Climate Warriors Unite: A Call to ActionMar 31, 2020 06:30AM ● By Sandra Yeyati
In November 2018, one of the worst fires in California history overtook the town of Paradise and surrounding communities, killing 88 people and destroying more than 18,000 buildings. Alexandria Villaseñor, who was visiting family 100 miles away in her hometown of Davis, experienced the suffocating effects of the smoke: Every breath was difficult for the asthmatic teen who is now 14 and lives in New York City.
The fire changed Villaseñor’s life. “I was very upset, and I wanted to understand why these fires were happening,” she says. “I started to research climate change and wildfires, and began to see the scientific connection between the two.”
Awakened by personal concerns and ignited by emerging role models, activists of all ages are learning how to become effective climate warriors. Watching Greta Thunberg speak soon after the California disaster to world leaders at COP 24, the United Nations Climate Change Conference in Poland, empowered Villaseñor to take to the streets and protest. “Greta gave permission to students all around the world to make their voices heard,” she says of the Swedish teenager whose school strike initiative—Fridays for Future—has become a worldwide phenomenon.
On December 14, 2018, Villaseñor began her own Friday vigils outside the U.N.—sometimes alone, other times with friends she’s inspired to take action; she also helped organize the 2019 Global Climate Strike in New York City, attended by more than 300,000 people, and founded Earth Uprising, a nonprofit global youth movement. She’s one of 16 youngsters, along with Thunberg, that filed a legal complaint with the U.N. demanding that France, Germany, Brazil, Argentina and Turkey curb their carbon emissions.
“There are so many ways that young people can get involved,” says Villaseñor. “They can give presentations about climate change in their classes and communities. Go out with a sign and protest, or lobby politicians. Have clear demands of what you want your city or town to do. I’ve seen local action influence action nationally and internationally.”
Dianne Rhodes, 76, of Saskatoon, Canada, began her activism in 2006 after seeing Al Gore’s documentary An Inconvenient Truth. “It was shocking what we were doing to the environment, our home, our planet. It hit me like a freight train, and I saw the urgency,” she says.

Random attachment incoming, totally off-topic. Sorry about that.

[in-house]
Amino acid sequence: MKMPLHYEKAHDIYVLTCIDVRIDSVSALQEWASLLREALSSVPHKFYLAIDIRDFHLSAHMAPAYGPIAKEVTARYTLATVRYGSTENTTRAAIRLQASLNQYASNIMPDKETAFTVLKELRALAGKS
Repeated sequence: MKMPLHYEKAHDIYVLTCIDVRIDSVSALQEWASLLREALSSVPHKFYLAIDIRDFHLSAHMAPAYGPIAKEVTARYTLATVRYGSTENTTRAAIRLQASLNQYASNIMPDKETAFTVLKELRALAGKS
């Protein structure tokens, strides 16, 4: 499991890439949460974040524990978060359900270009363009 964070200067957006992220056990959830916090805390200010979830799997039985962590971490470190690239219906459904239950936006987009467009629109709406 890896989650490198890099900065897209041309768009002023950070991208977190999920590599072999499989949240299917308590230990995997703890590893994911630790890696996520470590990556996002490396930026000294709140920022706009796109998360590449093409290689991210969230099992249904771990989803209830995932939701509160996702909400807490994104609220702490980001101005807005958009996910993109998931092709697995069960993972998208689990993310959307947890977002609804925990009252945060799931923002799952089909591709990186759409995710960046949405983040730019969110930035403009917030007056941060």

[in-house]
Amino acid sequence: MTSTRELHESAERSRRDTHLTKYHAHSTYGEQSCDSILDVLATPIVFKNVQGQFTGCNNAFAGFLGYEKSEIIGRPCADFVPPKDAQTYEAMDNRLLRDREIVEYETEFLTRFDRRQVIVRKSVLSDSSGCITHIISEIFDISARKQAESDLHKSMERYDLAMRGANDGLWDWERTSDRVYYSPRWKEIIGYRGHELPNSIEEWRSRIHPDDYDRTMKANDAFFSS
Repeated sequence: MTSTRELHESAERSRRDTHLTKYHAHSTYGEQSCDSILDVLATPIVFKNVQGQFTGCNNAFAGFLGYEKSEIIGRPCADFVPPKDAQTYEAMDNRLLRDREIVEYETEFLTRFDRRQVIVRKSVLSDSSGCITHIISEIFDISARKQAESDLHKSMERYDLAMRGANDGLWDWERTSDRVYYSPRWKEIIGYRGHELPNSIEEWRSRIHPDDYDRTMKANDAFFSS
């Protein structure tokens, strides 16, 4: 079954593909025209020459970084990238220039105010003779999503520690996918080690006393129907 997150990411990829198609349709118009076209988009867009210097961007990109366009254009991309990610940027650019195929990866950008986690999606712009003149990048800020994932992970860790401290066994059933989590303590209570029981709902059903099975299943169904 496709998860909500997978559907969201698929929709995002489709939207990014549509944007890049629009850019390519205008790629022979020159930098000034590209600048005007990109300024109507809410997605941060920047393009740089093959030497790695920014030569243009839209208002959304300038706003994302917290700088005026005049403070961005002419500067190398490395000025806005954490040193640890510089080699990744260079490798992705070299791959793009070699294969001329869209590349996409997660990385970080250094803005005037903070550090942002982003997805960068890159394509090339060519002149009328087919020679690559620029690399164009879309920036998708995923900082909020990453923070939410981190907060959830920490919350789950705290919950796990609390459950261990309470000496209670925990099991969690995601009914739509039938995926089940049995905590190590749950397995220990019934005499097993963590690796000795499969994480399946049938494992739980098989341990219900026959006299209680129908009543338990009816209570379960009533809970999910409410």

Rhodes trained with Gore, enabling herself to give up-to-date, truthful and science-based slide presentations. Her talks vary in subject and audience, from composting instructions for a group of pre-K kids to in-depth climate science for business professionals. “Activism is a way of letting people know what’s happening. It’s so important to get that awareness, to give people hope and then to show them how they can make a difference,” she explains.
Rhodes recommends both grassroots and “grass-top” action, including protest marches, working directly with city planners and changing personal behavior and choices at home. She’s excited about a new initiative in Canada: “We’re doing town hall meetings all across the country based on the Green New Deal … where people talk about how to get a city’s carbon emissions down—what we can do in our neighborhoods, and how we can go after our city governments to get them behind this as fast as possible.”
Solemi Hernandez, 41, a Venezuelan immigrant raising two sons in Naples, Florida, quit her job and took out a loan so she could dedicate all her time to environmental activism. “Ecosystems are about to collapse and we don’t know the exact tipping point. I don’t see a healthy future for my kids,” she says. One month after her dramatic decision, the Citizens Climate Lobby hired her to become its southeast regional coordinator. “We’re going to create and elect new decision-makers instead of trying to change those leaders that are not representing us.”
In 2019, Hernandez attended COP 25 in Spain and saw Thunberg up close speaking to thousands of cheering activists. “Greta is an inspiration, but it’s not on her shoulders to solve the issues,” she says. “It’s on us to organize in our communities, see what can we do personally and not look to her to be the savior. We are the ones we’ve been waiting for.”
Sandra Yeyati is a contributor to Natural Awakenings and past president of the Naples, Florida, Press Club. Connect at [email protected]